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For some time now, I have expressed appreciation straight-forwardly. Simple Appreciations make people light up with happy smiles; it is one of my favourite communication habits.

After picking up Simple Appreciations, I have started getting invited to more contexts. People tell me that I brighten their days and help them appreciate life. They want to spend more time with me. I feel more appreciation and happiness, leading to increased productivity and general well-being.

In this post, I will tell you about Simple Appreciations, go through why I believe they are so effective, and end with the practical steps I’ve taken to incorporate them into my life.

I hope that this post will help you live a happy life with friends who support you in growing as a person.

 

What is Simple Appreciations?

The core of the idea is simple: whenever I experience a positive emotion directed at someone, I express appreciation as simply and directly as possible.

Here are some examples, all said in a heartfelt, emotionally connected way: “I’m happy you are here”, “I start smiling when I see you, I like having you around”, “I like you”, “I like talking to you”.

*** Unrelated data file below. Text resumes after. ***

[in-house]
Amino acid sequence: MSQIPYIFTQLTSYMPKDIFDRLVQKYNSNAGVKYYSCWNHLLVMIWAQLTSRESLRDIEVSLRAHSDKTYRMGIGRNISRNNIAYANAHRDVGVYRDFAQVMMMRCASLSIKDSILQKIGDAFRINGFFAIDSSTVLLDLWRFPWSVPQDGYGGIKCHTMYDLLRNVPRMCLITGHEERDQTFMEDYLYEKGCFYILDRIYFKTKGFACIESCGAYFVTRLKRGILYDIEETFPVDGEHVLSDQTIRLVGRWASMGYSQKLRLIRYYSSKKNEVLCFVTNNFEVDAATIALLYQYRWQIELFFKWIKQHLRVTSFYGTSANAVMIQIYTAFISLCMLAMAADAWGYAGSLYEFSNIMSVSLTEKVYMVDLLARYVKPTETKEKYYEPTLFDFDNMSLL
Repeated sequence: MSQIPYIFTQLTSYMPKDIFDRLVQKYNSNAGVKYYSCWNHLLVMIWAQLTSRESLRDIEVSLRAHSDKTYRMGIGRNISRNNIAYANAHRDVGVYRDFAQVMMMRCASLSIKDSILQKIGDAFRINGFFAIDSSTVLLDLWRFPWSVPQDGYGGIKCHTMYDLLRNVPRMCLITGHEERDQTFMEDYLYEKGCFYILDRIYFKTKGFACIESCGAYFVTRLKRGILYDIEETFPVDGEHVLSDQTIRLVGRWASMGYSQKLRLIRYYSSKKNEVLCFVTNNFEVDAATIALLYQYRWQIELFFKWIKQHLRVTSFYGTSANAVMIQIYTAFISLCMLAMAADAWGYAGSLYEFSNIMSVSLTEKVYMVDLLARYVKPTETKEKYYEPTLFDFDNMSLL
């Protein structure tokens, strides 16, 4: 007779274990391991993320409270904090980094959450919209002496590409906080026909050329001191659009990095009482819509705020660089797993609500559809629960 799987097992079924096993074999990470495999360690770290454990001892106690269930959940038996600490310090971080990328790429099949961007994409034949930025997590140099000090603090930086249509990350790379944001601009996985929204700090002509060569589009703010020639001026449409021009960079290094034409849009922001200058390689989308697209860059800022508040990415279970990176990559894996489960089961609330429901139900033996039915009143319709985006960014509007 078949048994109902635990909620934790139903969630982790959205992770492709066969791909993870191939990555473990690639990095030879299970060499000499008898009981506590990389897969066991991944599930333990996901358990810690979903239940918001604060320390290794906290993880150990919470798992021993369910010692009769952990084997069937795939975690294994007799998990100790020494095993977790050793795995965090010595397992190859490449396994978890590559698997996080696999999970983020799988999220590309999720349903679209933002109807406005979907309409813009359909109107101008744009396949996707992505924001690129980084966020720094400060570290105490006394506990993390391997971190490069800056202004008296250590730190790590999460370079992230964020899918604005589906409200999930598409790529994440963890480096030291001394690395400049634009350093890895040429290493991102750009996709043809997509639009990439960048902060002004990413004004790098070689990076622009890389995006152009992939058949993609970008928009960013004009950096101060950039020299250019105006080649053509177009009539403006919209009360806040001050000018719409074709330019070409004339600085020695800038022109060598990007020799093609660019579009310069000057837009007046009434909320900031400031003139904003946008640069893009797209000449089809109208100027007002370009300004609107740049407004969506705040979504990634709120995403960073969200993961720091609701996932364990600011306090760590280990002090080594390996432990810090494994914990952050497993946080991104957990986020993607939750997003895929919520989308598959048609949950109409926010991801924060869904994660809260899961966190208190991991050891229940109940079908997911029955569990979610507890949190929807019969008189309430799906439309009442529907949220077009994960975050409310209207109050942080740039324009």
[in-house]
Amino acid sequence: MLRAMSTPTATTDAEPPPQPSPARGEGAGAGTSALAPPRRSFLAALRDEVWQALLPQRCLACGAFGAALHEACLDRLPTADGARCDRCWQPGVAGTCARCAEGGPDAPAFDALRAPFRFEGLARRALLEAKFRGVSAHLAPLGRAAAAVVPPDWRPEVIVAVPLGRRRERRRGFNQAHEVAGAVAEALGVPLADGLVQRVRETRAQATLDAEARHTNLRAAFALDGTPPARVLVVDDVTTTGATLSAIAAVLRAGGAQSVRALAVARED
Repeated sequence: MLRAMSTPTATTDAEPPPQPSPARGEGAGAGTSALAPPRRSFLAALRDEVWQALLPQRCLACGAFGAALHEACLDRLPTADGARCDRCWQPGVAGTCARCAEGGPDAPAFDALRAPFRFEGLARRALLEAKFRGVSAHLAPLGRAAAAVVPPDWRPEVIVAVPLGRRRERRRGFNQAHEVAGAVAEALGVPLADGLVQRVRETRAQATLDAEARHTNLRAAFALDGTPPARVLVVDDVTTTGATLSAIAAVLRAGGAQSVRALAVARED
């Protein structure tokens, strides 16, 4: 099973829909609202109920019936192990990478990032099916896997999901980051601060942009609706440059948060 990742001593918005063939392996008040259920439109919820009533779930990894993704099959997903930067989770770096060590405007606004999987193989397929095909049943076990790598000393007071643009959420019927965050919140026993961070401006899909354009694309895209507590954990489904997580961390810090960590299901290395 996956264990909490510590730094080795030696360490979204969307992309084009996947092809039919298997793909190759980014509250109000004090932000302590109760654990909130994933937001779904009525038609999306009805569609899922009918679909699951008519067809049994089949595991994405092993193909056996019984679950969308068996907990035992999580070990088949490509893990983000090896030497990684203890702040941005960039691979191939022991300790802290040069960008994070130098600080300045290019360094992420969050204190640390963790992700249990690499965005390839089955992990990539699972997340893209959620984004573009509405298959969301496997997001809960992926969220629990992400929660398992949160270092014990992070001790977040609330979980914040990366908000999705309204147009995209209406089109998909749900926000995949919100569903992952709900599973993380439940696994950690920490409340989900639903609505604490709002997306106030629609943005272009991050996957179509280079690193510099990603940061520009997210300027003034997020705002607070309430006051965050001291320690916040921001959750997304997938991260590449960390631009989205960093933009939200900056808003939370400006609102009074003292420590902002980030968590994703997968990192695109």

The Benefits of Simple Appreciations

Expressing positive feelings in simple ways has a lot of benefits! Let me run through the benefits I’ve experienced!

 

Cognitive Behavioural Therapy & Gratitude Journalling

The basis of cognitive behavioural therapy is the idea that your actions, emotions and thoughts all affect each other. By focusing on the things you are grateful for, you will feel happier, leading to an increase in well-being. A gratitude journal is one way to focus more on things you are grateful for. I’ll talk about my take on gratitude journalling later in this post!

I haven’t found any research, but I’m confident that Simple Appreciations increase well-being in the same way gratitude journalling does. Similar to gratitude journalling, Simple Appreciations highlights the things you are grateful for. Feeling grateful is a good first step towards feeling great.

Simple Appreciations have a key benefit compared to traditional gratitude journaling— they are social.

Expressing appreciation helps the other person appreciate your mutual connection, contributing to their level of well-being as well as yours. Besides affecting the other person in isolation, your relationship is also strengthened. Mutually appreciating a connection is a win-win-win.

 

Expressing Gratitude - Keeping it Simple

Many people wrap their appreciations into “grown-up” language, finding socially acceptable ways to express appreciation. They might say things like “Thank you for showing up and helping out with X”, or “Thank you for being there for me when Y”.

This doesn’t always work. Sometimes you simply feel appreciation. Sometimes you don’t have a socially acceptable reason for your appreciation. Don’t waste time and energy trying to find an excuse. Expressing the appreciation in a simple and heartfelt way is enough!